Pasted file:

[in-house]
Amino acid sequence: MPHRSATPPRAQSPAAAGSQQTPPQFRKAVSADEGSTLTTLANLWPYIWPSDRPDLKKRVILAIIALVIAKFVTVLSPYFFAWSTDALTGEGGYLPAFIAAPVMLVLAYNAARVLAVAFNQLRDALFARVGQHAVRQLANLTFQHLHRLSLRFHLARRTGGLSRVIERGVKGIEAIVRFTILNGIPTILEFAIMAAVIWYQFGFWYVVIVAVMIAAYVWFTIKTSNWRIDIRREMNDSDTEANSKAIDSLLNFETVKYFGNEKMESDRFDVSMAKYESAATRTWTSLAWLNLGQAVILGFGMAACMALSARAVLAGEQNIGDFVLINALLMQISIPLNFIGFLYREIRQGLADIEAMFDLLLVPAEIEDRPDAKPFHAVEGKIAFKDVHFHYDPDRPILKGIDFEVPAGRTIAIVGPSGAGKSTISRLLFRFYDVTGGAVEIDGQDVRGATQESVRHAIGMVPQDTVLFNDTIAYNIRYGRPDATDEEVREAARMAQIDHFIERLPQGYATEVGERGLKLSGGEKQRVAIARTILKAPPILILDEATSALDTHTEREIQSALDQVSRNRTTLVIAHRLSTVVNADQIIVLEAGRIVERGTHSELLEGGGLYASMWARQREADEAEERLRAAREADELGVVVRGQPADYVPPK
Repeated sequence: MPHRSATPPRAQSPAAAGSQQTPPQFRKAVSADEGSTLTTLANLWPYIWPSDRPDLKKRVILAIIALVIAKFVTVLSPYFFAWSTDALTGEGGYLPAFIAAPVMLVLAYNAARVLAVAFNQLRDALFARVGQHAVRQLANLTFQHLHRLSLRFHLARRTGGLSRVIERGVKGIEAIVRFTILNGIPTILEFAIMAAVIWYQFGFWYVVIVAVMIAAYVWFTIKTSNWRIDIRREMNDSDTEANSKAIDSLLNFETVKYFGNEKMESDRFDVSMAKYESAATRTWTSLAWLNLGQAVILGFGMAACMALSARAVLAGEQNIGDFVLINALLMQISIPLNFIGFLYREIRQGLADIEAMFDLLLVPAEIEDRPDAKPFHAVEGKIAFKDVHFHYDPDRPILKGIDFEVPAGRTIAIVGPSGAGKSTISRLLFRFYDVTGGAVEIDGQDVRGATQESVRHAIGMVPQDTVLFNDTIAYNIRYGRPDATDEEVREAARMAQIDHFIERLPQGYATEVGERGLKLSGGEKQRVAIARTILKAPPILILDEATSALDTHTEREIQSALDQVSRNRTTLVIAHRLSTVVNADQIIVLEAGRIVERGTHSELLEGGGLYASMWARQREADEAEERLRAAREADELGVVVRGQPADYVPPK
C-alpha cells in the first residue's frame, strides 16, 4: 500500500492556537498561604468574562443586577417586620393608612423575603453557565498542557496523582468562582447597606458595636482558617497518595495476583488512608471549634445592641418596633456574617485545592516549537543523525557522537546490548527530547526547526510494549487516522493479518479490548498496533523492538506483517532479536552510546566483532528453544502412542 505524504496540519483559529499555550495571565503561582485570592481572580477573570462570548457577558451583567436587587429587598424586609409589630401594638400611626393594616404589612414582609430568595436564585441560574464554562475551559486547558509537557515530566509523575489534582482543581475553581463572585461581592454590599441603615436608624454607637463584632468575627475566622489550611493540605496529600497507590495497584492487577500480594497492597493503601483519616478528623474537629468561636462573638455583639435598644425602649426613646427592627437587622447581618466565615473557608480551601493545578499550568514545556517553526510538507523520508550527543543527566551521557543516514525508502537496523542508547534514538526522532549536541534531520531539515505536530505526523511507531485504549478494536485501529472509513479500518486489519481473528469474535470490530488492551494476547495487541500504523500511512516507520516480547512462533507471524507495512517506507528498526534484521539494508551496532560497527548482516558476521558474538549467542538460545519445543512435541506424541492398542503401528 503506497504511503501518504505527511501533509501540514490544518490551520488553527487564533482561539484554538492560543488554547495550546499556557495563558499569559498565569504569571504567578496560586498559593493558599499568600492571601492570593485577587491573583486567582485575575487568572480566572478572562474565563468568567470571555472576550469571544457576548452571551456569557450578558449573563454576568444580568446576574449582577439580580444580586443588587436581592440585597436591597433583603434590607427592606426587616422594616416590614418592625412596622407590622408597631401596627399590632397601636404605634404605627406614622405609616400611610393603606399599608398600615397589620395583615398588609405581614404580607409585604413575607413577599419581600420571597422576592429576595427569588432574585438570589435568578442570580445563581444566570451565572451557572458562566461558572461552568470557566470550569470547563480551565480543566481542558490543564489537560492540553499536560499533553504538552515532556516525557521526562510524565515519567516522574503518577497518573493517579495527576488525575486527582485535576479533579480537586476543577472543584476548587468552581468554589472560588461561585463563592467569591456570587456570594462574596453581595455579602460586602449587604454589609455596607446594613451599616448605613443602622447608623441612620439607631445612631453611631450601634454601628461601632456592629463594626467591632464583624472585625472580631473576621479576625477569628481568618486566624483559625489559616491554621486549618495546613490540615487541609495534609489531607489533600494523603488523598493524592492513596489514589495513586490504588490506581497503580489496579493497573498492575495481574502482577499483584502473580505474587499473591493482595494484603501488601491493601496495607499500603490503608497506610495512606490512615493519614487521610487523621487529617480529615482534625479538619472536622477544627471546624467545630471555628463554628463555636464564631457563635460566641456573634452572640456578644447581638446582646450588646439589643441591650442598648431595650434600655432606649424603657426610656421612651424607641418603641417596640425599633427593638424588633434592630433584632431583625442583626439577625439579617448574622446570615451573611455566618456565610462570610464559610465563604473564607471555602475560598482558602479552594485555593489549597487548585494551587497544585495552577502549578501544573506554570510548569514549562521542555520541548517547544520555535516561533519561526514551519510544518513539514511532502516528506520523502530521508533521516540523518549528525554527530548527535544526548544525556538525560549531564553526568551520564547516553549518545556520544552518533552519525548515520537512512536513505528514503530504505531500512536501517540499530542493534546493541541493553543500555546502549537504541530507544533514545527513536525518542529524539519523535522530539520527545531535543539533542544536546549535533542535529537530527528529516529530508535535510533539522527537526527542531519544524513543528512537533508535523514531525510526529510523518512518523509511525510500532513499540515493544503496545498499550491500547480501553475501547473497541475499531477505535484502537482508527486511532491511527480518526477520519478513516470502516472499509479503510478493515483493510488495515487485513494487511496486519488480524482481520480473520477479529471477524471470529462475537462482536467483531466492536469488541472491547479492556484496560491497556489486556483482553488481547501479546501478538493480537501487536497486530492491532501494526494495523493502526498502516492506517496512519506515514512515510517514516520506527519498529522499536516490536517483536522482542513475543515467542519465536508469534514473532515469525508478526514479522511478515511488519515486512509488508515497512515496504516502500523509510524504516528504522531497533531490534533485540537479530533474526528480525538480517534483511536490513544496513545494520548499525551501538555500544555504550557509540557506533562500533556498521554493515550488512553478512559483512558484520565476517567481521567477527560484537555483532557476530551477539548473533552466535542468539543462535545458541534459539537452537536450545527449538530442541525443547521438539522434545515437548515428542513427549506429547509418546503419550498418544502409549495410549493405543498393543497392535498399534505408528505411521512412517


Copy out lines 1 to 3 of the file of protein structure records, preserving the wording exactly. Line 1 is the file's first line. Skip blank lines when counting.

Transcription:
[in-house]
Amino acid sequence: MPHRSATPPRAQSPAAAGSQQTPPQFRKAVSADEGSTLTTLANLWPYIWPSDRPDLKKRVILAIIALVIAKFVTVLSPYFFAWSTDALTGEGGYLPAFIAAPVMLVLAYNAARVLAVAFNQLRDALFARVGQHAVRQLANLTFQHLHRLSLRFHLARRTGGLSRVIERGVKGIEAIVRFTILNGIPTILEFAIMAAVIWYQFGFWYVVIVAVMIAAYVWFTIKTSNWRIDIRREMNDSDTEANSKAIDSLLNFETVKYFGNEKMESDRFDVSMAKYESAATRTWTSLAWLNLGQAVILGFGMAACMALSARAVLAGEQNIGDFVLINALLMQISIPLNFIGFLYREIRQGLADIEAMFDLLLVPAEIEDRPDAKPFHAVEGKIAFKDVHFHYDPDRPILKGIDFEVPAGRTIAIVGPSGAGKSTISRLLFRFYDVTGGAVEIDGQDVRGATQESVRHAIGMVPQDTVLFNDTIAYNIRYGRPDATDEEVREAARMAQIDHFIERLPQGYATEVGERGLKLSGGEKQRVAIARTILKAPPILILDEATSALDTHTEREIQSALDQVSRNRTTLVIAHRLSTVVNADQIIVLEAGRIVERGTHSELLEGGGLYASMWARQREADEAEERLRAAREADELGVVVRGQPADYVPPK
Repeated sequence: MPHRSATPPRAQSPAAAGSQQTPPQFRKAVSADEGSTLTTLANLWPYIWPSDRPDLKKRVILAIIALVIAKFVTVLSPYFFAWSTDALTGEGGYLPAFIAAPVMLVLAYNAARVLAVAFNQLRDALFARVGQHAVRQLANLTFQHLHRLSLRFHLARRTGGLSRVIERGVKGIEAIVRFTILNGIPTILEFAIMAAVIWYQFGFWYVVIVAVMIAAYVWFTIKTSNWRIDIRREMNDSDTEANSKAIDSLLNFETVKYFGNEKMESDRFDVSMAKYESAATRTWTSLAWLNLGQAVILGFGMAACMALSARAVLAGEQNIGDFVLINALLMQISIPLNFIGFLYREIRQGLADIEAMFDLLLVPAEIEDRPDAKPFHAVEGKIAFKDVHFHYDPDRPILKGIDFEVPAGRTIAIVGPSGAGKSTISRLLFRFYDVTGGAVEIDGQDVRGATQESVRHAIGMVPQDTVLFNDTIAYNIRYGRPDATDEEVREAARMAQIDHFIERLPQGYATEVGERGLKLSGGEKQRVAIARTILKAPPILILDEATSALDTHTEREIQSALDQVSRNRTTLVIAHRLSTVVNADQIIVLEAGRIVERGTHSELLEGGGLYASMWARQREADEAEERLRAAREADELGVVVRGQPADYVPPK